№ 191/2014 from May 27, 2014
How has Europe been shaped by Islam? This issue is being addressed in a lecture series of the Berlin Graduate School Muslim Cultures and Societies, which is hosted by Freie Universität and Humboldt-Universität. The lecture series is being held in cooperation with the Zentrum Moderner Orient (ZMO). The series aims to change patterns of thinking that consider the Muslim presence in Europe as a problem. Muslim life needs to be seen as an integral part of European history and identity. In the series, Muslim history in Europa is not examined solely as migration history, but in light of its own traditions, for example, in the Balkans. The lecture on June 3 will be given by the French historian Dr. Xavier Bougarel, a visiting researcher at the Centre Marc Bloch, and the one on June 24 will be given by the political philosopher Dr. Anya Topolski. The discussants will be Prof. Dr. Hannes Grandits, a professor of Southeast European history at Humboldt-Universität zu Berlin, and Dr. Yasemin Shooman, the director of the migration and diversity program at the Jewish Museum in Berlin. Both lectures will be held at 7 p.m. at the Zentrum für Literatur- und Kulturforschung (ZfL). They are open to the public, and advance registration is not required. The lectures will be given in English.
The lectures portray how Muslims, with their religious practices and lifestyles, present a challenge to common perceptions of the secular state and the treatment of minorities in Europe. In addition, the series, which was organized by Schirin Amir-Moazami, a professor of Islam in Europe at the Institute of Islamic Studies, Freie Universität Berlin, aims to bring a broader perspective to the issue. By including the Balkans, it is clear that the perception of Muslims as migrants in Europe is as equally untenable as the idea that Europe was dominated exclusively by Christians.
The Berlin Graduate School Muslim Cultures and Societies, operated jointly by Freie Universität, Humboldt-Universität, and the ZMO, educates doctoral students who are doing research on the inner diversity, historical mutability, and global networking of Muslim cultures and societies. The doctoral dissertation projects are in fields ranging from Islamic studies and Arabic studies to political science, history, anthropology, Asian studies, and African studies. The diverse research projects are united by a view of Islam as a frame of reference for religious, cultural, and social phenomena. The faculty for the doctoral education is made up of 20 researchers from different research institutions in Berlin, as well as numerous visiting researchers from other parts of Germany and abroad.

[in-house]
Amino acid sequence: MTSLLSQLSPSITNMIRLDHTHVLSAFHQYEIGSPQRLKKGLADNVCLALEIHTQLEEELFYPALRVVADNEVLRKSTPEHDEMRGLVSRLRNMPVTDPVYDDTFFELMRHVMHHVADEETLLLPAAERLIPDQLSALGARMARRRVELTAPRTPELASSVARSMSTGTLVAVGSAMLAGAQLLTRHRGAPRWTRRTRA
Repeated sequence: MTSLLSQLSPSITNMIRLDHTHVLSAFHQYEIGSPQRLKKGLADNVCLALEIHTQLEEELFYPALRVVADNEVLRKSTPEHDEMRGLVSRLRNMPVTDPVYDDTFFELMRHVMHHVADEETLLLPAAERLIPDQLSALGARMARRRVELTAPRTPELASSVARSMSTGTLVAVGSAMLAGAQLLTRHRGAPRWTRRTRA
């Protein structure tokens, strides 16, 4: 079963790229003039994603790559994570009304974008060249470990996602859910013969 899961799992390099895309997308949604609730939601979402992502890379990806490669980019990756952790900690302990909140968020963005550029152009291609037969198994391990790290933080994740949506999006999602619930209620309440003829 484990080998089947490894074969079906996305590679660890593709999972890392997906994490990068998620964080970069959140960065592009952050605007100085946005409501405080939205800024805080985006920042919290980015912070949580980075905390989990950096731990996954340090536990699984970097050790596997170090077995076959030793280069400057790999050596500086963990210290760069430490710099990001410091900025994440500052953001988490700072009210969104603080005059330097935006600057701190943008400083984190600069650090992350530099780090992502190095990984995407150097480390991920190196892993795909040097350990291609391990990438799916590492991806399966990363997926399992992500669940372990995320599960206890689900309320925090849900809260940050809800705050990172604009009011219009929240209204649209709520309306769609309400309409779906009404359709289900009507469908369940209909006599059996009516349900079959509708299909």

June 3, 2014, 7 p.m. to 8:30 p.m.: Dr. Xavier Bougarel (Centre national de la recherche scientifique, Paris / Centre Marc Bloch, Berlin): What do Bosnian Muslims mean when they say that they are Europeans? Discussant: Prof. Dr. Hannes Grandits (Humboldt-Universität zu Berlin, Principal Investigator at the Berlin Graduate School Muslim Cultures and Societies); Moderation: Dr. Dietrich Reetz (Zentrum Moderner Orient, Principal Investigator at the Berlin Graduate School Muslim Cultures and Societies).
June 24, 2014, 7 p.m. to 8:30 p.m.: Dr. Anya Topolski (Universität Leuven): Good Jew, Bad Jew. Good Muslim, Bad Muslim: Regulating European Subjects. Discussant: Dr. Yasemin Shooman (Akademie des Jüdischen Museums Berlin); Moderation: Prof. Dr. Schirin Amir-Moazami (Freie Universität Berlin, Principal Investigator at the Berlin Graduate School Muslim Cultures and Societies).
Both lectures will be held at the Zentrum für Literatur- und Kulturforschung (ZfL), Schützenstraße 18, 10117 Berlin.
Dr. Bettina Gräf, Managing Director, Berlin Graduate School Muslim Cultures and Societies, Freie Universität Berlin, Tel.: +49 30 838-53260, Email: email@example.com